Sometimes it's easy to feel like just a face in the crowd. Ignored and alone. Wwhen you have social anxiety disorder, you feel alone and crowded at the same time. When you're in a group of people, you feel like everyone is watching you, just waiting for the chance to strike out. Everyone's a danger, everyone's a threat, but none of them care about you as a person. At least, that's the way I feel. It's both a crippling fear that leaves me alone wanting to lock myself in my room and a feeling of being disconnected from everyone around me when I don't.
Thank goodness for my first therapist. She was wonderful, and I was sad to see her leave the area, but everything happens for a reason. She was one of those people I was using to carry me through rather than taking care of myself. When I first started seeing her the anxiety was at it's peak. I didn't know how to be in public alone. She worked with me on breathing techniques to ward off panic attacks, then built up to learning to instantly relax myself in a crowd. That's not to say that it ever actually gets easy! (Please, we all know I am NOT that humble.) Walking into a grocery store, I have to take a deep breath. Sitting down in a restaurant, I have to take several deep breaths. Heck, even going to church for Sunday morning worship, I have to take a deep breath and there isn't anywhere I should feel safer.
Of course, there's also the therapy I have to implement myself. Flooding. I have to make myself face my fears or they just get worse. The more I expose myself to what scares me, the less power it has over me, and the better able I am to face it the next time I have to as long as there isn't too long of a time between. People were amazed the last time I went to Michigan how much "better" I seemed than the time before that. The simple truth of it is that, I had put myself into uncomfortable situations a lot before I came and went out almost every day while I was there among strangers (this includes my friends. a) I don't remember most of them very well, if at all and b) you have to be pretty strange to be my friend!) This form of treatment is a little controversial to some therapists and psychiatrists/psychologists, but it really works for me. I've spent so much time in my room alone the last several weeks that going out is really hard on me right now. Going out alone is nearly impossible, making it all the more vital that I start doing it again.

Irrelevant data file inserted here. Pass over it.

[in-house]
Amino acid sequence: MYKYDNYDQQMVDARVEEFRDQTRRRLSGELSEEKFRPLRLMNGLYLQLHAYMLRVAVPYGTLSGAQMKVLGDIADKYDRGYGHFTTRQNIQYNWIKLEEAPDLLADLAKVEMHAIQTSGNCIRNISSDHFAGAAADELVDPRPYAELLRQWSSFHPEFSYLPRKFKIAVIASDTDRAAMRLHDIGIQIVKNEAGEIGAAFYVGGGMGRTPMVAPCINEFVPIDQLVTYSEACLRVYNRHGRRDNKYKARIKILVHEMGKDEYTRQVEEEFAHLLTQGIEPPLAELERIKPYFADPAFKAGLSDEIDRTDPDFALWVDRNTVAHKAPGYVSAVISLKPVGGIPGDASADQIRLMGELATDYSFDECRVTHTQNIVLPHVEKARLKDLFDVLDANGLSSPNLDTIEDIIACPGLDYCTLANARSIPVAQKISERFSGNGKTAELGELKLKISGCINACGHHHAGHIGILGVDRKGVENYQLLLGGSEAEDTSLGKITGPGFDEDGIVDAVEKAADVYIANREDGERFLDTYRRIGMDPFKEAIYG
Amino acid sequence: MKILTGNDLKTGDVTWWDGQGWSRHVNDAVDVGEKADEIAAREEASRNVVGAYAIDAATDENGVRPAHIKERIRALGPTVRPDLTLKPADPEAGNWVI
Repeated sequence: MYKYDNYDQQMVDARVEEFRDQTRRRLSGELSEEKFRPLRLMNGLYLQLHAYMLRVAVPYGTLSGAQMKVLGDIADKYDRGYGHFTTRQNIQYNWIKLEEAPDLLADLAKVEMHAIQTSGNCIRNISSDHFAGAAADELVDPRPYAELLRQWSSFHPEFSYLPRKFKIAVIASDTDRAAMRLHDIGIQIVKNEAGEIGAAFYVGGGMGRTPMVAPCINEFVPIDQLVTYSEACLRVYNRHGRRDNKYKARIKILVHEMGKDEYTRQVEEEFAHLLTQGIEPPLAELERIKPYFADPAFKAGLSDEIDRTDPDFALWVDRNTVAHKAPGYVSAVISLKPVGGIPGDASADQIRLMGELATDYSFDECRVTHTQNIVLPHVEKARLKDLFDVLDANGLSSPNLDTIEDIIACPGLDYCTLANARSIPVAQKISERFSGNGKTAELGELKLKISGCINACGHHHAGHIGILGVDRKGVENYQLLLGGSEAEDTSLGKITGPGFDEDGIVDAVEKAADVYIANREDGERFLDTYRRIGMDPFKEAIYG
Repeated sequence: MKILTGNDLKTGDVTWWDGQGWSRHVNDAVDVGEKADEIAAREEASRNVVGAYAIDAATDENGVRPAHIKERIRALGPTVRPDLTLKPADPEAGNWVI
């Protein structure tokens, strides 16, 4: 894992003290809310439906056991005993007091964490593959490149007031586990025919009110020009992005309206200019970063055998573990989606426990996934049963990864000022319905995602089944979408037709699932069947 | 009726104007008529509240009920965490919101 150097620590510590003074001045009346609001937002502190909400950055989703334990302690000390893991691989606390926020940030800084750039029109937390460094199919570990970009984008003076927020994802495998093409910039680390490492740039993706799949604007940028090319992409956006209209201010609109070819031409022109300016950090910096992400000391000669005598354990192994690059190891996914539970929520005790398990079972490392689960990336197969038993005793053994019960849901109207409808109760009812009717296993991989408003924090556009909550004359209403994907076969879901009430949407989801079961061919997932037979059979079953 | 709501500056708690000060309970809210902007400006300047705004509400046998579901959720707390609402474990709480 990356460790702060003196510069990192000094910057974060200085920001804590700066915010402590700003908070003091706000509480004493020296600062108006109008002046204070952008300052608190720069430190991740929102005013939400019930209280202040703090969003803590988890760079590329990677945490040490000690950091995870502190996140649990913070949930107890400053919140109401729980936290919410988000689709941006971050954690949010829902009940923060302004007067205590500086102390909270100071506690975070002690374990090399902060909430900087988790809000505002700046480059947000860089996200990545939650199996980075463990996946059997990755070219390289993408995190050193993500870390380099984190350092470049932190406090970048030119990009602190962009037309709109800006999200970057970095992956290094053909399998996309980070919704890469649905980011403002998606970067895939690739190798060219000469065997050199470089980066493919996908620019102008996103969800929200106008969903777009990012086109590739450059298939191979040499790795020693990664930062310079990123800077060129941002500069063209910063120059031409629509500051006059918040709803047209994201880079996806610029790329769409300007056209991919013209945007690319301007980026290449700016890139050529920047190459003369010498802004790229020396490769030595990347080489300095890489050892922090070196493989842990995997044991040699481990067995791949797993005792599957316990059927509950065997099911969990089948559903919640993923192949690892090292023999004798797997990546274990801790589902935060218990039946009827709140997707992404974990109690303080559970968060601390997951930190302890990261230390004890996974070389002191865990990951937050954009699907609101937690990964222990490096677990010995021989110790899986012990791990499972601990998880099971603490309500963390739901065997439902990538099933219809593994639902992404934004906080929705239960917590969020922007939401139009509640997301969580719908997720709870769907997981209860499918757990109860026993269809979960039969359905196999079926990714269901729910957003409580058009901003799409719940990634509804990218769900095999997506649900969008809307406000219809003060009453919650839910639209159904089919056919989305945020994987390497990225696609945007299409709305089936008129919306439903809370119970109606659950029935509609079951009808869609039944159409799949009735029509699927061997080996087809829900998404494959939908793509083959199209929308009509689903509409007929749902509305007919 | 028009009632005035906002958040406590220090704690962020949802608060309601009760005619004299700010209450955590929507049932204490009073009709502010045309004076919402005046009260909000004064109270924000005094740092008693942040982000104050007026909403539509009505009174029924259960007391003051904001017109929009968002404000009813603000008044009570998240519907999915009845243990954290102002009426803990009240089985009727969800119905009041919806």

Through all of this, I have realized that the most important thing I've learned is, we can't let our fears define us. We have to keep moving forward, keep trying to stay strong, and, most importantly, keep a tight hold on who we are. I lost my identity, I don't think I've ever experienced anything as scary as that is/was, but through it all, I kept a hold on who I am deep down inside. I am strong. I am loved. I can do anything I put my mind to because of those facts.
Stay strong and know that I love you all! When I'm around you will never be just a face in a crowd. Even if I don't know your name, I will see you and I will care.